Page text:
Sir Harrison Birtwistle was an English composer of contemporary classical music best known for his operas, often based on mythological subjects. Among his many compositions, his better known works include The Triumph of Time (1972) and the operas The Mask of Orpheus (1986), Gawain (1991), and The Minotaur (2008). The last of these was ranked by music critics at The Guardian in 2019 as the third-best piece of the 21st-century. Even his compositions that were not written for the stage often showed a theatrical approach. A performance of his saxophone concerto Panic during the BBC's Last Night of the Proms caused "national notoriety". He received many international awards and honorary degrees.
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John Roger Smalley was an Anglo-Australian composer, pianist and conductor. Professor Smalley was a senior honorary research fellow at the School of Music, University of Western Australia in Perth and honorary research associate at the University of Sydney.
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Robin John Maconie is a New Zealand composer, pianist, and writer.
Justin Riveagh Connolly was a British composer and teacher.
York Höller is a German composer and professor of composition at the Hochschule für Musik Köln.
Indeterminacy is a composing approach in which some aspects of a musical work are left open to chance or to the interpreter's free choice. John Cage, a pioneer of indeterminacy, defined it as "the ability of a piece to be performed in substantially different ways".
Répons is a composition by French composer Pierre Boulez for a large chamber orchestra with six percussion soloists and live electronics. The six soloists play harp, cimbalom, vibraphone, glockenspiel/xylophone, and two pianos. It was premiered on 18 October 1981 at the Donaueschingen Festival. The composer expanded it until its completion in 1985. The work is dedicated to Alfred Schlee "on his 80th birthday".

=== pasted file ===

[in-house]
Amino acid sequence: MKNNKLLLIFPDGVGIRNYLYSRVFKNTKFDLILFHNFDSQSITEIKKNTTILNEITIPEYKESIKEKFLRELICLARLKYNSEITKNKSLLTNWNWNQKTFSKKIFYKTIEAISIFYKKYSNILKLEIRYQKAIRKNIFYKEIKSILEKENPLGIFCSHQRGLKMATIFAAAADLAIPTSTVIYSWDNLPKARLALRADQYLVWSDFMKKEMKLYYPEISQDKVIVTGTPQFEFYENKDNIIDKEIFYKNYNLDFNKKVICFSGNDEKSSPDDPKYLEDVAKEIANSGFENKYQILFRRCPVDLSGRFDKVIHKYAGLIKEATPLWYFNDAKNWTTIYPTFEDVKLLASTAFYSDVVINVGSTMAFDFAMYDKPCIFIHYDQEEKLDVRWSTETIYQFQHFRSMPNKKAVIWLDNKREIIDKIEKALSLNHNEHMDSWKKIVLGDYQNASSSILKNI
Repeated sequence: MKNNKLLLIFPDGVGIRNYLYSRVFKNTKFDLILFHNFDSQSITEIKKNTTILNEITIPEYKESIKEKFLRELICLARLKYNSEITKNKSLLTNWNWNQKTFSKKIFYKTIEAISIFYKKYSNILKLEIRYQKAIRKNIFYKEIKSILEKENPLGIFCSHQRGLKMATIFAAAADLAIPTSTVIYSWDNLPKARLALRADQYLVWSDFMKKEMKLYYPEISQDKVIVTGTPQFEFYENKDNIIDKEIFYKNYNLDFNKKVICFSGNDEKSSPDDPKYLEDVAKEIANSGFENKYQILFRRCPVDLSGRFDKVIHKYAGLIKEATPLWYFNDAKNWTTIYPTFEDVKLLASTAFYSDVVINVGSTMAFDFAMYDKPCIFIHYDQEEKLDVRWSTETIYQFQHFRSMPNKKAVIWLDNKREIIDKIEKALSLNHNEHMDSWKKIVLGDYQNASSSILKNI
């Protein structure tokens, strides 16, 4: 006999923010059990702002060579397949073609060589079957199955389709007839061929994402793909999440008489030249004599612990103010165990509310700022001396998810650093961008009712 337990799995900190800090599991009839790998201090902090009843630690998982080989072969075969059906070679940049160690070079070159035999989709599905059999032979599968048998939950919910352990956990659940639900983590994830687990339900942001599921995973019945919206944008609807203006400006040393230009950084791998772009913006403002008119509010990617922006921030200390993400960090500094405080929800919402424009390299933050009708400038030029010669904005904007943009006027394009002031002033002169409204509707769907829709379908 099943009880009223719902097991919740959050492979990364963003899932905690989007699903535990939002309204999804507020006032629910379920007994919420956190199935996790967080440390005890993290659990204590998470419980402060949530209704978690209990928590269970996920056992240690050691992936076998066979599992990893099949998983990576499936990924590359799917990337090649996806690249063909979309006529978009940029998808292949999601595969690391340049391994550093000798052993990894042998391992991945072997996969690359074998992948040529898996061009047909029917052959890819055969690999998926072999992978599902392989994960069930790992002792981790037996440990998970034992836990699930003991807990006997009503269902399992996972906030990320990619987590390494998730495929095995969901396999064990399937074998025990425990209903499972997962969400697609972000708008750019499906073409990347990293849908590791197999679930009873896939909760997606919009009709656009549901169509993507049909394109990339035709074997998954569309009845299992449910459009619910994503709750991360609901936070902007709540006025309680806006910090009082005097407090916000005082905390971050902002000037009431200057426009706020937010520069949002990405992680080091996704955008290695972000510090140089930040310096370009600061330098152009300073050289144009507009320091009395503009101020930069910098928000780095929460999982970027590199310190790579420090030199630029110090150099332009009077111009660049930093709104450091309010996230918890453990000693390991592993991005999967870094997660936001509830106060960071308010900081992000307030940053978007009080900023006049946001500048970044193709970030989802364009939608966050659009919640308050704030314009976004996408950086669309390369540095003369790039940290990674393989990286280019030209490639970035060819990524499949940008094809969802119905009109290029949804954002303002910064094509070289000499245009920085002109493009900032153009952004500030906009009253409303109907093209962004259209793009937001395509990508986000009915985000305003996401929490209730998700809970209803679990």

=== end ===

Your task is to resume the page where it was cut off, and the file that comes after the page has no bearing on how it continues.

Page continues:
Live electronic music is a form of music that can include traditional electronic sound-generating devices, modified electric musical instruments, hacked sound generating technologies, and computers. Initially the practice developed in reaction to sound-based composition for fixed media such as musique concrète, electronic music and early computer music. Musical improvisation often plays a large role in the performance of this music. The timbres of various sounds may be transformed extensively using devices such as amplifiers, filters, ring modulators and other forms of circuitry. Real-time generation and manipulation of audio using live coding is now commonplace.
Zeitmaße is a chamber-music work for five woodwinds composed in 1955–1956 by German composer Karlheinz Stockhausen; it is Number 5 in the composer's catalog. It is the first of three wind quintets written by Stockhausen, followed by Adieu für Wolfgang Sebastian Meyer (1966) and the Rotary Wind Quintet (1997), but is scored with cor anglais instead of the usual French horn of the standard quintet. Its title refers to the different ways that musical time is treated in the composition.
Mixtur, for orchestra, 4 sine-wave generators, and 4 ring modulators, is an orchestral composition by the German composer Karlheinz Stockhausen, written in 1964, and is Nr. 16 in his catalogue of works. It exists in three versions: the original version for full orchestra, a reduced scoring made in 1967, and a re-notated version of the reduced scoring, made in 2003 and titled Mixtur 2003, Nr. 162⁄3.
Refrain for three players is a chamber music composition by Karlheinz Stockhausen, and is number 11 in his catalog of works.
Sternklang, is "park music for five groups" composed in 1971 by Karlheinz Stockhausen, and bears the work number 34 in his catalogue of compositions. The score is dedicated to his spouse, Mary Bauermeister, and a performance of the work lasts from two-and-a-half to three hours.